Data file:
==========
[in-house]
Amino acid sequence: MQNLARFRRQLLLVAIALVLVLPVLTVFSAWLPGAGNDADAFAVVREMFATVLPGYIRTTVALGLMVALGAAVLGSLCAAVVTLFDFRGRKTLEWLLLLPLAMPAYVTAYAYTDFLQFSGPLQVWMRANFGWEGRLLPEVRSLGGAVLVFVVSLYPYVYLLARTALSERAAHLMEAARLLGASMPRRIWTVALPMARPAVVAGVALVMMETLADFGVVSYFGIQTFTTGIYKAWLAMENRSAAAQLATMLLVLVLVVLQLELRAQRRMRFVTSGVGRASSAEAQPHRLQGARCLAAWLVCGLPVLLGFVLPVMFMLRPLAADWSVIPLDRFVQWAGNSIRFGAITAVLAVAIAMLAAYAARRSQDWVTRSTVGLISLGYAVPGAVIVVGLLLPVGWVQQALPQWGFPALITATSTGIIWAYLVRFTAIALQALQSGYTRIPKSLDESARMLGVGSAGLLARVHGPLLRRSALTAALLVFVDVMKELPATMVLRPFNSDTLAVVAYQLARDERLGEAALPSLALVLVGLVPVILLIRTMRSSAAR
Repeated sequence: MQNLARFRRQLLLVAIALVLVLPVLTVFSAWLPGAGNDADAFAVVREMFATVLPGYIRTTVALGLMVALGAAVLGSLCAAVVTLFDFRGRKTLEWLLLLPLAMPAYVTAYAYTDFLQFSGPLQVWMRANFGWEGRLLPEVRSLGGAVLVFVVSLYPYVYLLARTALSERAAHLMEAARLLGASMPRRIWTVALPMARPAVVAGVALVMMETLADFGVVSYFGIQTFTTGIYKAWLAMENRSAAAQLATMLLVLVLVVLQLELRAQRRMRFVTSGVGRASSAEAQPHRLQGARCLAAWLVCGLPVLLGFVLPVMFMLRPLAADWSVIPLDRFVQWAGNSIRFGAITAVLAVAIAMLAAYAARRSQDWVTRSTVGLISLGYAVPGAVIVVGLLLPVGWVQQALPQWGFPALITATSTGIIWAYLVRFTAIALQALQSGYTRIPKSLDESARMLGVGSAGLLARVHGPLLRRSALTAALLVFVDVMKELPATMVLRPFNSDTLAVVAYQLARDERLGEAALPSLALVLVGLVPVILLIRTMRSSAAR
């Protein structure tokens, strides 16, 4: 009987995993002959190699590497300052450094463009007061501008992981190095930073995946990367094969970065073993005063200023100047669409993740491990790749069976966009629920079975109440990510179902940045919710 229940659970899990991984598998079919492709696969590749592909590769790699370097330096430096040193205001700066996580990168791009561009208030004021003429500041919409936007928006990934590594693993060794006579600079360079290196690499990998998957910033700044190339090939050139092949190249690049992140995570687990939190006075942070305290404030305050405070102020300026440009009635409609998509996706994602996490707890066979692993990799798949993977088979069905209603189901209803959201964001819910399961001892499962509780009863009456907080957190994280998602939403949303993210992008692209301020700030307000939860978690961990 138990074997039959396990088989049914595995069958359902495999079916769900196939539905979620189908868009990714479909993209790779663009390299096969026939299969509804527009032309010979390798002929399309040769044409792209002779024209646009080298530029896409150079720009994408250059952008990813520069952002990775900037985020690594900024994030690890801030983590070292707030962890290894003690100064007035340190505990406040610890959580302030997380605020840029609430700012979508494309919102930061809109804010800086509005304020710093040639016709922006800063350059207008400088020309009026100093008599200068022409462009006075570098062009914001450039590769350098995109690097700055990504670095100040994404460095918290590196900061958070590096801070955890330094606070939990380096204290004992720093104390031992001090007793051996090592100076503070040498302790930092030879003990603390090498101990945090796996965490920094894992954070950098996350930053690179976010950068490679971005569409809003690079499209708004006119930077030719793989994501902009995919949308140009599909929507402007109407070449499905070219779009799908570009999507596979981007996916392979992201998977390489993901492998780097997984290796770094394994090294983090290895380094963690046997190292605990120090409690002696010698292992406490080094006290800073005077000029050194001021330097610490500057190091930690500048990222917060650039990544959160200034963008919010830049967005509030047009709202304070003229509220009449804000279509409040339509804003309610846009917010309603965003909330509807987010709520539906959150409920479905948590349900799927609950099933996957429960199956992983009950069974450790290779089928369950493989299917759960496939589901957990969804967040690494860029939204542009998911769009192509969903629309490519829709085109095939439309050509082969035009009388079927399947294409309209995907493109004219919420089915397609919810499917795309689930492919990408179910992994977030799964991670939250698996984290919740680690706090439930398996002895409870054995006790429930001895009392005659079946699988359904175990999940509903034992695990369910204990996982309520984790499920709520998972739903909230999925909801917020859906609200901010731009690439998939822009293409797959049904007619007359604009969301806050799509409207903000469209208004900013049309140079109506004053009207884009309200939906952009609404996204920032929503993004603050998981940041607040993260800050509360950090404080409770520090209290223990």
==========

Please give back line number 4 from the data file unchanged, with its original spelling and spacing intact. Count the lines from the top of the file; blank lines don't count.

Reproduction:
């Protein structure tokens, strides 16, 4: 009987995993002959190699590497300052450094463009007061501008992981190095930073995946990367094969970065073993005063200023100047669409993740491990790749069976966009629920079975109440990510179902940045919710 229940659970899990991984598998079919492709696969590749592909590769790699370097330096430096040193205001700066996580990168791009561009208030004021003429500041919409936007928006990934590594693993060794006579600079360079290196690499990998998957910033700044190339090939050139092949190249690049992140995570687990939190006075942070305290404030305050405070102020300026440009009635409609998509996706994602996490707890066979692993990799798949993977088979069905209603189901209803959201964001819910399961001892499962509780009863009456907080957190994280998602939403949303993210992008692209301020700030307000939860978690961990 138990074997039959396990088989049914595995069958359902495999079916769900196939539905979620189908868009990714479909993209790779663009390299096969026939299969509804527009032309010979390798002929399309040769044409792209002779024209646009080298530029896409150079720009994408250059952008990813520069952002990775900037985020690594900024994030690890801030983590070292707030962890290894003690100064007035340190505990406040610890959580302030997380605020840029609430700012979508494309919102930061809109804010800086509005304020710093040639016709922006800063350059207008400088020309009026100093008599200068022409462009006075570098062009914001450039590769350098995109690097700055990504670095100040994404460095918290590196900061958070590096801070955890330094606070939990380096204290004992720093104390031992001090007793051996090592100076503070040498302790930092030879003990603390090498101990945090796996965490920094894992954070950098996350930053690179976010950068490679971005569409809003690079499209708004006119930077030719793989994501902009995919949308140009599909929507402007109407070449499905070219779009799908570009999507596979981007996916392979992201998977390489993901492998780097997984290796770094394994090294983090290895380094963690046997190292605990120090409690002696010698292992406490080094006290800073005077000029050194001021330097610490500057190091930690500048990222917060650039990544959160200034963008919010830049967005509030047009709202304070003229509220009449804000279509409040339509804003309610846009917010309603965003909330509807987010709520539906959150409920479905948590349900799927609950099933996957429960199956992983009950069974450790290779089928369950493989299917759960496939589901957990969804967040690494860029939204542009998911769009192509969903629309490519829709085109095939439309050509082969035009009388079927399947294409309209995907493109004219919420089915397609919810499917795309689930492919990408179910992994977030799964991670939250698996984290919740680690706090439930398996002895409870054995006790429930001895009392005659079946699988359904175990999940509903034992695990369910204990996982309520984790499920709520998972739903909230999925909801917020859906609200901010731009690439998939822009293409797959049904007619007359604009969301806050799509409207903000469209208004900013049309140079109506004053009207884009309200939906952009609404996204920032929503993004603050998981940041607040993260800050509360950090404080409770520090209290223990």